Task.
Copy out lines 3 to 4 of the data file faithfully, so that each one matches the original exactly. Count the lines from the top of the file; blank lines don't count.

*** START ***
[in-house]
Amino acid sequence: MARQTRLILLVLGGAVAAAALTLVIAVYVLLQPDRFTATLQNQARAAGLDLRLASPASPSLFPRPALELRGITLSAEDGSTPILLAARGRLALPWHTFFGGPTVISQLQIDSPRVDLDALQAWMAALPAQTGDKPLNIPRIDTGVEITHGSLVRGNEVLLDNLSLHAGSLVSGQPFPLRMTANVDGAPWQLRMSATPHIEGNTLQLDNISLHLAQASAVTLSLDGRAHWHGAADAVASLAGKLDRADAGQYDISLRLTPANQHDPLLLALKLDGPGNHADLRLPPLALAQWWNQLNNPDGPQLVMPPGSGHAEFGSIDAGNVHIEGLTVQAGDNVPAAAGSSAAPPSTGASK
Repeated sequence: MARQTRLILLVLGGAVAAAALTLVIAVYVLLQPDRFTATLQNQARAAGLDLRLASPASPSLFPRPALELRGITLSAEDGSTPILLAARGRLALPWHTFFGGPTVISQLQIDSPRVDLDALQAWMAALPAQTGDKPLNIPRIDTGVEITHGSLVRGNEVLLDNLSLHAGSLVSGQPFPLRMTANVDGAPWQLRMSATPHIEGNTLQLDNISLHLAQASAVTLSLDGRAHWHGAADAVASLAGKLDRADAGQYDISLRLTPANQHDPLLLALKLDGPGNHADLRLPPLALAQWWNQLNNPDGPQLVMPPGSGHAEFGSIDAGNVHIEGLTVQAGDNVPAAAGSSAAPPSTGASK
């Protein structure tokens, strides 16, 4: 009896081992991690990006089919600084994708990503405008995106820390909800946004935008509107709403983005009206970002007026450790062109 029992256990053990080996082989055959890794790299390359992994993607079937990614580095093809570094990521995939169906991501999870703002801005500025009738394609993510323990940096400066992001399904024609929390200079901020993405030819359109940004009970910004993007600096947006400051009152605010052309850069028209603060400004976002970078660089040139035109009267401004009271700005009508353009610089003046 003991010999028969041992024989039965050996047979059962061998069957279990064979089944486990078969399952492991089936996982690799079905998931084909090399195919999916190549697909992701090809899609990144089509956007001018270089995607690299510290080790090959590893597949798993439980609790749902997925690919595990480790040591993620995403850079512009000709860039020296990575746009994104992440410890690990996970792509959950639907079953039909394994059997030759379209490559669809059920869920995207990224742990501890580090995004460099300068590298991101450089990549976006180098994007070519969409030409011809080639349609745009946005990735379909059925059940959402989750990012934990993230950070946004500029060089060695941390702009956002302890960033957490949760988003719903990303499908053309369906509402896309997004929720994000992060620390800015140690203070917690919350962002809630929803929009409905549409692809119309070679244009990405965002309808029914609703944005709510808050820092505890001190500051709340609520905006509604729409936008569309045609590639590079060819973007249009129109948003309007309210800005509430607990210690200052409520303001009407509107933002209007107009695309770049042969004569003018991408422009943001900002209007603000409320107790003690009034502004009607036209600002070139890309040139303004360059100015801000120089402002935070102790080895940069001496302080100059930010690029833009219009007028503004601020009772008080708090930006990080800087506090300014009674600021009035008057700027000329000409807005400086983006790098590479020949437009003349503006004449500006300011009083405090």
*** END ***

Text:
Repeated sequence: MARQTRLILLVLGGAVAAAALTLVIAVYVLLQPDRFTATLQNQARAAGLDLRLASPASPSLFPRPALELRGITLSAEDGSTPILLAARGRLALPWHTFFGGPTVISQLQIDSPRVDLDALQAWMAALPAQTGDKPLNIPRIDTGVEITHGSLVRGNEVLLDNLSLHAGSLVSGQPFPLRMTANVDGAPWQLRMSATPHIEGNTLQLDNISLHLAQASAVTLSLDGRAHWHGAADAVASLAGKLDRADAGQYDISLRLTPANQHDPLLLALKLDGPGNHADLRLPPLALAQWWNQLNNPDGPQLVMPPGSGHAEFGSIDAGNVHIEGLTVQAGDNVPAAAGSSAAPPSTGASK
């Protein structure tokens, strides 16, 4: 009896081992991690990006089919600084994708990503405008995106820390909800946004935008509107709403983005009206970002007026450790062109 029992256990053990080996082989055959890794790299390359992994993607079937990614580095093809570094990521995939169906991501999870703002801005500025009738394609993510323990940096400066992001399904024609929390200079901020993405030819359109940004009970910004993007600096947006400051009152605010052309850069028209603060400004976002970078660089040139035109009267401004009271700005009508353009610089003046 003991010999028969041992024989039965050996047979059962061998069957279990064979089944486990078969399952492991089936996982690799079905998931084909090399195919999916190549697909992701090809899609990144089509956007001018270089995607690299510290080790090959590893597949798993439980609790749902997925690919595990480790040591993620995403850079512009000709860039020296990575746009994104992440410890690990996970792509959950639907079953039909394994059997030759379209490559669809059920869920995207990224742990501890580090995004460099300068590298991101450089990549976006180098994007070519969409030409011809080639349609745009946005990735379909059925059940959402989750990012934990993230950070946004500029060089060695941390702009956002302890960033957490949760988003719903990303499908053309369906509402896309997004929720994000992060620390800015140690203070917690919350962002809630929803929009409905549409692809119309070679244009990405965002309808029914609703944005709510808050820092505890001190500051709340609520905006509604729409936008569309045609590639590079060819973007249009129109948003309007309210800005509430607990210690200052409520303001009407509107933002209007107009695309770049042969004569003018991408422009943001900002209007603000409320107790003690009034502004009607036209600002070139890309040139303004360059100015801000120089402002935070102790080895940069001496302080100059930010690029833009219009007028503004601020009772008080708090930006990080800087506090300014009674600021009035008057700027000329000409807005400086983006790098590479020949437009003349503006004449500006300011009083405090």